Subscription Pricing: From COVID Bump To Sustainable Revenue
The pandemic-driven subscription surge and the rise of segmented approaches to audience management are driving new urgency for sharper pricing strategies by media companies as markets emerge from the worst of COVID-19.
Who should read the report
Media professionals in charge of digital subscriptions and pricing strategy.
Dawn McMullan is senior editor of the International News Media Association (INMA) and a freelance author across numerous magazines.
The pandemic-driven subscription surge and the rise of segmented approaches to audience management are driving new urgency for sharper pricing strategies by media companies as markets emerge from the worst of COVID-19, according to a new report by the International News Media Association (INMA).
“Subscription Pricing: From COVID Bump to Sustainable Revenue” dives into why pricing is so important, why it’s so difficult, and who is doing it well today.
“Pricing is the fastest and most effective way for media businesses to increase profits,” says INMA Researcher-in-Residence Greg Piechota. Yet while some media companies are well into prioritising their pricing strategy, many do not yet have a road map in place. The good news is this: Most of the media industry learned in 2020 how important a pricing strategy is.
Dawn McMullan, senior editor at INMA and lead author on the report, talked to Piechota, as well as pricing experts from FTI Consulting, Mather Economics, and Piano. Case studies from Dennik N in Slovakia, The Boston Globe in the United States, Politiken in Denmark, Amedia in Finland, and Malaysiakini in Malaysia also share current success stories about subscription pricing.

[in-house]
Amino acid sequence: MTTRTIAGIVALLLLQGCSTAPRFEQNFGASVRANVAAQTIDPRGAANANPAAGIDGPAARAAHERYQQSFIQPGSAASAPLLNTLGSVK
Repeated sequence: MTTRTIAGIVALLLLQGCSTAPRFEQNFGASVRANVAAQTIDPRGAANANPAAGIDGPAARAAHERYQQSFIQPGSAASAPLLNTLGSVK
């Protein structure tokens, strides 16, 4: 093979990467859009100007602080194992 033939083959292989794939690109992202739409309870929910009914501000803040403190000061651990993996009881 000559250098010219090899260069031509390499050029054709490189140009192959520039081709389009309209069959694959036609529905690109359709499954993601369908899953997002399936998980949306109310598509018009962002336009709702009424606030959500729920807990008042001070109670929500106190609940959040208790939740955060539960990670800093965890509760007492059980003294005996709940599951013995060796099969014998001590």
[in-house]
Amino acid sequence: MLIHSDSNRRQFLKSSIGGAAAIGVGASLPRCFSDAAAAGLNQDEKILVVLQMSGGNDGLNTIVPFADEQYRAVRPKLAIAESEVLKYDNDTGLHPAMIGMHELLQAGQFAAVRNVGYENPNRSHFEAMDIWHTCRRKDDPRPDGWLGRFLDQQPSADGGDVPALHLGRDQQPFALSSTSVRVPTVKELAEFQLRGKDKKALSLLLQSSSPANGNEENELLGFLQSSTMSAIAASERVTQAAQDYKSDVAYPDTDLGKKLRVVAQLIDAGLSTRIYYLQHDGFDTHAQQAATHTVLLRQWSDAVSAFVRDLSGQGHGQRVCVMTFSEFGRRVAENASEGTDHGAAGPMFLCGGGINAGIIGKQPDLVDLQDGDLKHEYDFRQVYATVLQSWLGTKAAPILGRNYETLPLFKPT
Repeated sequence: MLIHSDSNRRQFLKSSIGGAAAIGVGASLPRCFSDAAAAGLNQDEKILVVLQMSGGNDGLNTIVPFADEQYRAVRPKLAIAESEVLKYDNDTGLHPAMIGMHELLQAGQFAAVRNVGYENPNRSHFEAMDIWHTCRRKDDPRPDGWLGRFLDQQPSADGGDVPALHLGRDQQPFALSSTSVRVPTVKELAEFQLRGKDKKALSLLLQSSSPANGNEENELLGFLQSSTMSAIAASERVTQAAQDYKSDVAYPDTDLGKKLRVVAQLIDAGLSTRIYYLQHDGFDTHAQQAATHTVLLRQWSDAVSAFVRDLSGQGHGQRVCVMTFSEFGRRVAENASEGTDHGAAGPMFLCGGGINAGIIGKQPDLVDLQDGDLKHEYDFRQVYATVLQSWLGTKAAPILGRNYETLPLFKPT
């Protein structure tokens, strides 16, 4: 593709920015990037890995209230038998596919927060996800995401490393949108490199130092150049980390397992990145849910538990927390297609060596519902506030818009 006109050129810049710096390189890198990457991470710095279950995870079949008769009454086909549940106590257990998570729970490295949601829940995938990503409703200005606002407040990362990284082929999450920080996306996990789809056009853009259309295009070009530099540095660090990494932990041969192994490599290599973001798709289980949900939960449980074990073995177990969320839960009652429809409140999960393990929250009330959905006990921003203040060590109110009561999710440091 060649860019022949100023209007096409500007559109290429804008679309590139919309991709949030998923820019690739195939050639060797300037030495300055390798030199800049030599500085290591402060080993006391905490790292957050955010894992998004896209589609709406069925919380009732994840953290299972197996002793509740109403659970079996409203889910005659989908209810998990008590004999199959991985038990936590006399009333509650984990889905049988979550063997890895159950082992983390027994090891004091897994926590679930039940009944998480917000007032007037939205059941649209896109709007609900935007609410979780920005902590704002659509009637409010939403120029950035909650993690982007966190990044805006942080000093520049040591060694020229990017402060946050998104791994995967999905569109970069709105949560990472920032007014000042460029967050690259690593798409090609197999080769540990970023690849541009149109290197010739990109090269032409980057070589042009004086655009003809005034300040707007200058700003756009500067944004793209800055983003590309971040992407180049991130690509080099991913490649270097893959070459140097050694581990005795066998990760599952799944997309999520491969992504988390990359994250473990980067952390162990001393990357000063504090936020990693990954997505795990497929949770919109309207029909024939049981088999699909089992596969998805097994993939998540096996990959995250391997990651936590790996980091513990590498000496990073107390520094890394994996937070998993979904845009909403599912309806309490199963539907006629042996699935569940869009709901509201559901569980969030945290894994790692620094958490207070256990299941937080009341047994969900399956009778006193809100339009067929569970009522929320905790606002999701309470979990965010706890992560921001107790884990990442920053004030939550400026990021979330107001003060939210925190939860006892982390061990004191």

Key takeaways from the INMA report include:
- Charging your more engaged customers more over time, the “revenue maximising journey,” is generally accepted as a best practice.
- A digital subscriptions strategy means volume first (which COVID gifted the news industry), pricing second. Yet smart pricing is key to both acquisition and retention.
- Data, not gut feelings, must guide pricing strategy.
- Most media companies are not competing with The New York Times or Netflix, so prices shouldn’t be based on those subscription models.
- Media companies can’t switch print readers who were paying US$40+ per month to digital readers paying US$10 per month. Those prices need to get closer.
- Research shows what price change individual customers will tolerate.
- Customer lifetime value (CLTV) is a key factor when determining pricing strategies.
The goal with all of this: establish a business model based on a direct reader relationship that sustains journalism.